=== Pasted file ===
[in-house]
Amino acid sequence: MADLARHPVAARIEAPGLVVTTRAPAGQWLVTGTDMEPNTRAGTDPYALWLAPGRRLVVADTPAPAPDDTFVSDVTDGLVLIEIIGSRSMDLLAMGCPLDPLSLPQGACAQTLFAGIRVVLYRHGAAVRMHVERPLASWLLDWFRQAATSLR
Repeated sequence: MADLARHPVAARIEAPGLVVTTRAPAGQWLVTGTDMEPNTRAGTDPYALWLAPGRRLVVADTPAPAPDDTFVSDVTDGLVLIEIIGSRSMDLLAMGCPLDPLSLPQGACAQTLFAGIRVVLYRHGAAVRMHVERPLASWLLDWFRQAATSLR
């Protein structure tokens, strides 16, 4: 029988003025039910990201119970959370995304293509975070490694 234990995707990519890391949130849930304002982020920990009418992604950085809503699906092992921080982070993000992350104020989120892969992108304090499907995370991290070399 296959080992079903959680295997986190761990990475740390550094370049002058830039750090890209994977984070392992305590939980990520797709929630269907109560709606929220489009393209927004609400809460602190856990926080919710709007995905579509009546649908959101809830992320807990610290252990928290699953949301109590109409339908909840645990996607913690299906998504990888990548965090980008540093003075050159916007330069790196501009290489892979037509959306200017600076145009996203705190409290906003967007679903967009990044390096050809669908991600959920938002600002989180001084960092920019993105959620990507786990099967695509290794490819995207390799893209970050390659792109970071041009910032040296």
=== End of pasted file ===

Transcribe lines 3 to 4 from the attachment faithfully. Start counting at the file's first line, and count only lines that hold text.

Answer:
Repeated sequence: MADLARHPVAARIEAPGLVVTTRAPAGQWLVTGTDMEPNTRAGTDPYALWLAPGRRLVVADTPAPAPDDTFVSDVTDGLVLIEIIGSRSMDLLAMGCPLDPLSLPQGACAQTLFAGIRVVLYRHGAAVRMHVERPLASWLLDWFRQAATSLR
């Protein structure tokens, strides 16, 4: 029988003025039910990201119970959370995304293509975070490694 234990995707990519890391949130849930304002982020920990009418992604950085809503699906092992921080982070993000992350104020989120892969992108304090499907995370991290070399 296959080992079903959680295997986190761990990475740390550094370049002058830039750090890209994977984070392992305590939980990520797709929630269907109560709606929220489009393209927004609400809460602190856990926080919710709007995905579509009546649908959101809830992320807990610290252990928290699953949301109590109409339908909840645990996607913690299906998504990888990548965090980008540093003075050159916007330069790196501009290489892979037509959306200017600076145009996203705190409290906003967007679903967009990044390096050809669908991600959920938002600002989180001084960092920019993105959620990507786990099967695509290794490819995207390799893209970050390659792109970071041009910032040296």